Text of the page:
Thursday, 11 August 2011

Places: France/Films and cinema: Delicatessen (1991, Marco Caro & Jean-Pierre Jeunet).

Sourced from the Wikipedia 'Delicatessen (film)' page...because I live dangerously...

Delicatessen is a 1991 French black comedy film, directed by Jean-Pierre Jeunet and Marc Caro, starring Dominique Pinon and Karin Viard. It is set in an apartment building in a post-apocalyptic France of an ambiguous time period. The story focuses on the tenants of the building and their desperate bids to survive. Among these characters is the newly arrived Louison, who arrives to replace a tenant whose reason for departure is initially unclear. The butcher, Clapet, is the leader of the group which strives to keep control and balance in the apartment building.
It is largely a character-based film, with much of the interest being gained from each tenant's own particular idiosyncrasies and their relationship to each other.
Being released in North America with a credit reading "Terry Gilliam presents", the film just as its successor The City of Lost Children (1995) is a deliberate homage to Gilliam.

Delicatessen begins in a dilapidated apartment building in post-apocalyptic France. Food is in short supply, with grain used as currency. In the ground floor of the apartment building is a butcher's shop, run by the landlord, Clapet (Jean-Claude Dreyfus), who posts job opportunities in the Hard Times paper as means to lure victims to the building, whom he murders and butchers as a cheap source of meat that he sells to his tenants.
Following the "departure" of the last worker, unemployed circus clown Louison (Dominique Pinon) arrives to apply for the vacant position. During his routine maintenance, he gradually befriends Clapet's daughter, Julie (Marie-Laure Dougnac), a relationship which slowly blossoms into romance. Aware of her father's motives and Louison's imminent death, Julie descends into the sewers to make contact with the feared Troglodistes, a vegetarian sub-group of French rebels, whom she convinces to help rescue Louison.
Following the apparent death and butchering of an old woman, the Troglodistes return, and Mr. Clapet, with the remaining tenants of the building, storm Louison's room in an attempt to murder him. Louison, aided by Julie, resists by flooding the bathroom until Clapet opens the door and he and the other tenants are momentarily carried away by the ensuing flood. Louison is able to narrowly avoid death as Clapet inadvertently kills himself with Louison's weapon. The film ends with Louison and Julie playing music together on the roof of the now peaceful apartment building.


  • Dominique Pinon as Louison
  • Marie-Laure Dougnac as Julie Clapet
  • Jean-Claude Dreyfus as Clapet
  • Karin Viard as Mademoiselle Plusse
  • Ticky Holgado as Marcel Tapioca
  • Edith Ker as Grandmother
  • Rufus as Robert Kube
  • Jacques Mathou as Roger
  • Howard Vernon as Frog Man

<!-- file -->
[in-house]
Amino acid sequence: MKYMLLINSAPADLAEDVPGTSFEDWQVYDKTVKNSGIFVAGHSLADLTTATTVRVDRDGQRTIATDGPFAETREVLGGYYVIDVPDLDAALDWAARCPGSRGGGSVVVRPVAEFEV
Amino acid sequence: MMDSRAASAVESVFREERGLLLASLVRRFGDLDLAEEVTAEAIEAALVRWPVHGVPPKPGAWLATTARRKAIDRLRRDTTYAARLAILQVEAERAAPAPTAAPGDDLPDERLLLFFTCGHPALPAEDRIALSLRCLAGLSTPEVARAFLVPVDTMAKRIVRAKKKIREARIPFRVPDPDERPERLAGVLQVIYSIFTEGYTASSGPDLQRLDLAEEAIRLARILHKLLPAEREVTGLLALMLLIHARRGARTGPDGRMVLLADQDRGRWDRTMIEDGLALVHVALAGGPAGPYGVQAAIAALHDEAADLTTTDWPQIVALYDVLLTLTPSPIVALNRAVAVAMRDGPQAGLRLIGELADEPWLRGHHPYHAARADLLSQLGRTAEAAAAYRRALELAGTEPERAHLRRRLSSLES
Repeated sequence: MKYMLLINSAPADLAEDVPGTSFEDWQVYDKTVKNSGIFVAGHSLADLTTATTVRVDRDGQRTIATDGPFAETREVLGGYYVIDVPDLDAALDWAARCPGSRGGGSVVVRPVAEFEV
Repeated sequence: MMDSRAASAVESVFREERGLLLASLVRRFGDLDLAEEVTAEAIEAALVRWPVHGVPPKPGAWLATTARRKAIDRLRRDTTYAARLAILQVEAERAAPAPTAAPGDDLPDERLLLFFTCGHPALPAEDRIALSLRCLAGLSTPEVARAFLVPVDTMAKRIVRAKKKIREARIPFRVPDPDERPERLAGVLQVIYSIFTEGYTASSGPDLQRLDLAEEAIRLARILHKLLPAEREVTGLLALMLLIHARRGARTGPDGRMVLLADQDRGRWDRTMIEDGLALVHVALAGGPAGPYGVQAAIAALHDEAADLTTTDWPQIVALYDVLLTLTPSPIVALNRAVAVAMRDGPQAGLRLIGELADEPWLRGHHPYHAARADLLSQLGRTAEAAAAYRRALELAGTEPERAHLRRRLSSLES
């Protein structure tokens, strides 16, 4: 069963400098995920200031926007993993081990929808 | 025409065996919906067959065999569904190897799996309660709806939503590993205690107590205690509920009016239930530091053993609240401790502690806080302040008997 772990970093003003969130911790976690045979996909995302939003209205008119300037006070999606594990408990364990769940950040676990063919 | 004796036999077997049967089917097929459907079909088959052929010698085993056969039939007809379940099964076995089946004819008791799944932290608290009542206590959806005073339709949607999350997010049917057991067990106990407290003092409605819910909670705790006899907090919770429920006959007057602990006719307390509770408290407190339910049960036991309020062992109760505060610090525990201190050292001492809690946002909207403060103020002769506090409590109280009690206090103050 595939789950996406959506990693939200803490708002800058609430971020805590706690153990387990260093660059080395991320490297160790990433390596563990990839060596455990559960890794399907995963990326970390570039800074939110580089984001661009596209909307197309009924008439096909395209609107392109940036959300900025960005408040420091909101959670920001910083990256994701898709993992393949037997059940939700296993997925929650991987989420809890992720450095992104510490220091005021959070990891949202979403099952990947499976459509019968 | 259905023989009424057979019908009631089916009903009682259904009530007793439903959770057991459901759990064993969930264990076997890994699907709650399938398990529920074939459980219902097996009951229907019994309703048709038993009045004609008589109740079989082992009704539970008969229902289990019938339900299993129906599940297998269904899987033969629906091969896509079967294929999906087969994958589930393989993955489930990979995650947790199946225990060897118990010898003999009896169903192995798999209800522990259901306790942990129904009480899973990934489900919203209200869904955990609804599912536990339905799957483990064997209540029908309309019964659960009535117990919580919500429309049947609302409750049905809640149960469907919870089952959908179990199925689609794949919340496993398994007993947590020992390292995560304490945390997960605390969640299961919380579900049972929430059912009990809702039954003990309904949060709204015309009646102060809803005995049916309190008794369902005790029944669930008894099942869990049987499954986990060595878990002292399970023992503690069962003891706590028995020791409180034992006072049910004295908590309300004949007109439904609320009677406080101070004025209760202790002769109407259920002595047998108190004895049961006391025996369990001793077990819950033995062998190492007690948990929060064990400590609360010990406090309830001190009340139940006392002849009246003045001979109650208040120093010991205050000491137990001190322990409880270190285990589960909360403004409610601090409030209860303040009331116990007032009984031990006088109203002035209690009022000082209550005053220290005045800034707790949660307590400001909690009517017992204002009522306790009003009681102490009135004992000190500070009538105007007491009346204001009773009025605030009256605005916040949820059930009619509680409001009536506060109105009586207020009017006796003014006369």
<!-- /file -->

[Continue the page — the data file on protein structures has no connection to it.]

• Marc Caro as Fox


The original American trailer for the film simply presented the comic "squeaky spring" sequence in full. The sequence depicts a montage of the butcher-landlord making love to his mistress on a noisy bed, while the rest of the building's tenants perform activities (painting ceilings, knitting, playing the cello, assembling animal calls) at an increasing pace, with the squeaks from the bedsprings dictating the tempo. The trailer ended with the butcher climaxing, each tenant's activity ending (rather violently) and then a sudden cut to the title logo and the 'swinging pig' emblem from the film's opening credits.
On the UK Region 2 DVD released by Momentum Pictures, the soundtrack is available in four languages. These are French, German, Spanish and Italian.

Critical reception

The film was received well critically. The review aggregator Rotten Tomatoes gave it 86% from a total of 35 reviews, and that of MetaCritic gave it 66 out of 100 from a total of 17 reviews. Variety called it "a zany little film that's a startling and clever debut", while Empire calls it "A fair bet for cultdom, a lot more likeable than its subject matter suggests, and simply essential viewing for vegetarians". Not all reviews were positive, however, with The New York Times saying "its last half-hour is devoted chiefly to letting the characters wreck the sets, and quite literally becomes a washout when the bathtub overflows."

Awards and nominations

The film has won and been nominated for several important European awards. At the César Awards it won Best Editing, Best Film Work, Best Production Design and Best Writing, at the European Film Awards it won Best Set Design, at Fantasporto the Audience Jury Award, at the Guild of German Art House Cinemas Best Foreign Film, at Sitges Best Actor, Best Director, Best Original Soundtrack and the Prize of Catalan Screenwriter's Critic and Writer's Association. At the Tokyo International Film Festival, it won the Gold Award. The film also received nominations for those award ceremonies as well as for the BAFTAs.

*Originally introduced to me by my French tutor at school, Delicatessen was an unusual and fascinating visual feast. Having watched, and having become my favourite film, 'Amelie', directed by the same man, Jean-Pierre Jeunet, was a great start of what awesome cinematography to expect. Weird and kooky, Delicatessen is certainly one for the arthouse fan. Oh, and vegetarian/animal rights activists, of course.

No comments:

Post a Comment